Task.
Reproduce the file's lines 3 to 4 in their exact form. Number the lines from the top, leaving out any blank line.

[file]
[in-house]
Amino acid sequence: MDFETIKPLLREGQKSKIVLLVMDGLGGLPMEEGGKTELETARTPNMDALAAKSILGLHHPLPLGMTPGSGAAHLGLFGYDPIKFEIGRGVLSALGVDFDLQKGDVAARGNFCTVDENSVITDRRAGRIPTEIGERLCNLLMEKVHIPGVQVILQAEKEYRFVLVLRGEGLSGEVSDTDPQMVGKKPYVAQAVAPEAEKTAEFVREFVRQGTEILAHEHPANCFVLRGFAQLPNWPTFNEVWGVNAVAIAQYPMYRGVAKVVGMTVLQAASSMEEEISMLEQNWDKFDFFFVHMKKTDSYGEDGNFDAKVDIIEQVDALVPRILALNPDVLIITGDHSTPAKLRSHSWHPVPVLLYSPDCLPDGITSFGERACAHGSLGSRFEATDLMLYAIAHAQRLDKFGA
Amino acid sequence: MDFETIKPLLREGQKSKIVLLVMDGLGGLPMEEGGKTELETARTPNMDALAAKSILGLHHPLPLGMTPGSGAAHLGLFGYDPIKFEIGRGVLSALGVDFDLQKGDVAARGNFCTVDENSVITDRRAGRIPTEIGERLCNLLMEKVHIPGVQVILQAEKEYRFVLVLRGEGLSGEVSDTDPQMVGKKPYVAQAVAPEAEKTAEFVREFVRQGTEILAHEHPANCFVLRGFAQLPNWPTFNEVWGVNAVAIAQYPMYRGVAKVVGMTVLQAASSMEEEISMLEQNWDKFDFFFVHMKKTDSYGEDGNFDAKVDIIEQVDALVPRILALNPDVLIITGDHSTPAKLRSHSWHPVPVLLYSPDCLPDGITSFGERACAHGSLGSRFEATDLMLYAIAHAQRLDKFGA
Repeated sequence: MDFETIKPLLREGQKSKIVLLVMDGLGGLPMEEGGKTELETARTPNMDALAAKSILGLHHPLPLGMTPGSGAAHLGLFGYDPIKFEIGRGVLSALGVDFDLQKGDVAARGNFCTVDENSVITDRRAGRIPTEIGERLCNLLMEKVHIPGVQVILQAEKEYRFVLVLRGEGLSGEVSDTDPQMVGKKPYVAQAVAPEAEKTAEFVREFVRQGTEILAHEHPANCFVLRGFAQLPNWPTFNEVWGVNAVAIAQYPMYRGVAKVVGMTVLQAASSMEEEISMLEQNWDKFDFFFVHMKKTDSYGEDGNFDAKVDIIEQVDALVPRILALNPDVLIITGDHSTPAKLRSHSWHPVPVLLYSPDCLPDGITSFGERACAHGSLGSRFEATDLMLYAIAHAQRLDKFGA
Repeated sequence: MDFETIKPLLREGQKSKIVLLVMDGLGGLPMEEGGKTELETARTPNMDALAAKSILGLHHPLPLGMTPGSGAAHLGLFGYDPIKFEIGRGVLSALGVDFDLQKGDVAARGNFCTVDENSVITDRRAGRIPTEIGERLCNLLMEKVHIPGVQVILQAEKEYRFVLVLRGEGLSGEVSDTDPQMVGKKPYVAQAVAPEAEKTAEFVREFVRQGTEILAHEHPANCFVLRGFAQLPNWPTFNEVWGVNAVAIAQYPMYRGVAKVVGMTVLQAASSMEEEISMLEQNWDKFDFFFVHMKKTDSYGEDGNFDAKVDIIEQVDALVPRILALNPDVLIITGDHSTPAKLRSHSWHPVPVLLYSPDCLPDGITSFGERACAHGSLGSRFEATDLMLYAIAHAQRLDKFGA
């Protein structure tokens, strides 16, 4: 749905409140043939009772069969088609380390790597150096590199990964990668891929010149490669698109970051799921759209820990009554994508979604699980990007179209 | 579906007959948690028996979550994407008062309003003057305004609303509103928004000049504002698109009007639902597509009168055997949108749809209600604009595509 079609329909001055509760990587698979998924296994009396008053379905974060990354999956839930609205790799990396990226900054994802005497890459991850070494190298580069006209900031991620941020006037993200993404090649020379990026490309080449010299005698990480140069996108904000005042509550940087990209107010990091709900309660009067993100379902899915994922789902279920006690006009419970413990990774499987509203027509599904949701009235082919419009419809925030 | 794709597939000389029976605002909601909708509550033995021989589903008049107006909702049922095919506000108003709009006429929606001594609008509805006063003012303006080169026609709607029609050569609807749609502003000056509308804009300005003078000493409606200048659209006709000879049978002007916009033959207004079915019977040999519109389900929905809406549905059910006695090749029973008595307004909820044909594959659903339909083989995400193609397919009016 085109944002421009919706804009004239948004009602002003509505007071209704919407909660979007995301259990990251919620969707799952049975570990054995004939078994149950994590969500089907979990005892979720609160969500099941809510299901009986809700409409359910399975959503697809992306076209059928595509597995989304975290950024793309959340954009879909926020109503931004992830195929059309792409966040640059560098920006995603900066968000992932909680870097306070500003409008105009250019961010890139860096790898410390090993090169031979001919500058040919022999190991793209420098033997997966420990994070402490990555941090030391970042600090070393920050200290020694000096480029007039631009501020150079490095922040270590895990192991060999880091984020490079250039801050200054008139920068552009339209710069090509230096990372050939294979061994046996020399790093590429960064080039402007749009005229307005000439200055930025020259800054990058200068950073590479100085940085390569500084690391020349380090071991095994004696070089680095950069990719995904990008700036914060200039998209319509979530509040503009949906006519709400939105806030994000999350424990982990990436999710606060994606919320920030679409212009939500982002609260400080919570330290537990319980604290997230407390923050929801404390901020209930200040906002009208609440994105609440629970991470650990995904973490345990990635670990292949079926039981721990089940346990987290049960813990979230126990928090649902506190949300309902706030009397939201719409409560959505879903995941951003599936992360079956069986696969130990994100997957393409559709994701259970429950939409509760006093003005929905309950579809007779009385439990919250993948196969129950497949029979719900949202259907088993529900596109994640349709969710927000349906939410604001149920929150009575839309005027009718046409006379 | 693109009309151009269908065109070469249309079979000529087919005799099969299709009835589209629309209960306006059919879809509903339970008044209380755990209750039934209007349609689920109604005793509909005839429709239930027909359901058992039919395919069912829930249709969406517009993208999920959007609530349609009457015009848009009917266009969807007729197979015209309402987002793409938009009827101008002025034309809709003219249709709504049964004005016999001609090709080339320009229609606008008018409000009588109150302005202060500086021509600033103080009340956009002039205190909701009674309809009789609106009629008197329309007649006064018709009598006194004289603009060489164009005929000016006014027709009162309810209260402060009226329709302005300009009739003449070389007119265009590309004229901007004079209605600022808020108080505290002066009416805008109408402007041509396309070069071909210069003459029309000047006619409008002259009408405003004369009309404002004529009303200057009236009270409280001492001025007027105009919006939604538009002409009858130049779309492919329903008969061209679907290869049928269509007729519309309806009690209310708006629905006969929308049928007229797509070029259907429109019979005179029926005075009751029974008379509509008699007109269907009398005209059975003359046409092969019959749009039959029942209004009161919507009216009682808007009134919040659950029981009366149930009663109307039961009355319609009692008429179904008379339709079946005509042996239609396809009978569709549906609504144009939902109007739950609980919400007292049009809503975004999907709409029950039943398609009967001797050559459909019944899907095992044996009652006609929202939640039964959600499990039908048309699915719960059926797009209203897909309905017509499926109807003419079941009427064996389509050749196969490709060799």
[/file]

Amino acid sequence: MDFETIKPLLREGQKSKIVLLVMDGLGGLPMEEGGKTELETARTPNMDALAAKSILGLHHPLPLGMTPGSGAAHLGLFGYDPIKFEIGRGVLSALGVDFDLQKGDVAARGNFCTVDENSVITDRRAGRIPTEIGERLCNLLMEKVHIPGVQVILQAEKEYRFVLVLRGEGLSGEVSDTDPQMVGKKPYVAQAVAPEAEKTAEFVREFVRQGTEILAHEHPANCFVLRGFAQLPNWPTFNEVWGVNAVAIAQYPMYRGVAKVVGMTVLQAASSMEEEISMLEQNWDKFDFFFVHMKKTDSYGEDGNFDAKVDIIEQVDALVPRILALNPDVLIITGDHSTPAKLRSHSWHPVPVLLYSPDCLPDGITSFGERACAHGSLGSRFEATDLMLYAIAHAQRLDKFGA
Repeated sequence: MDFETIKPLLREGQKSKIVLLVMDGLGGLPMEEGGKTELETARTPNMDALAAKSILGLHHPLPLGMTPGSGAAHLGLFGYDPIKFEIGRGVLSALGVDFDLQKGDVAARGNFCTVDENSVITDRRAGRIPTEIGERLCNLLMEKVHIPGVQVILQAEKEYRFVLVLRGEGLSGEVSDTDPQMVGKKPYVAQAVAPEAEKTAEFVREFVRQGTEILAHEHPANCFVLRGFAQLPNWPTFNEVWGVNAVAIAQYPMYRGVAKVVGMTVLQAASSMEEEISMLEQNWDKFDFFFVHMKKTDSYGEDGNFDAKVDIIEQVDALVPRILALNPDVLIITGDHSTPAKLRSHSWHPVPVLLYSPDCLPDGITSFGERACAHGSLGSRFEATDLMLYAIAHAQRLDKFGA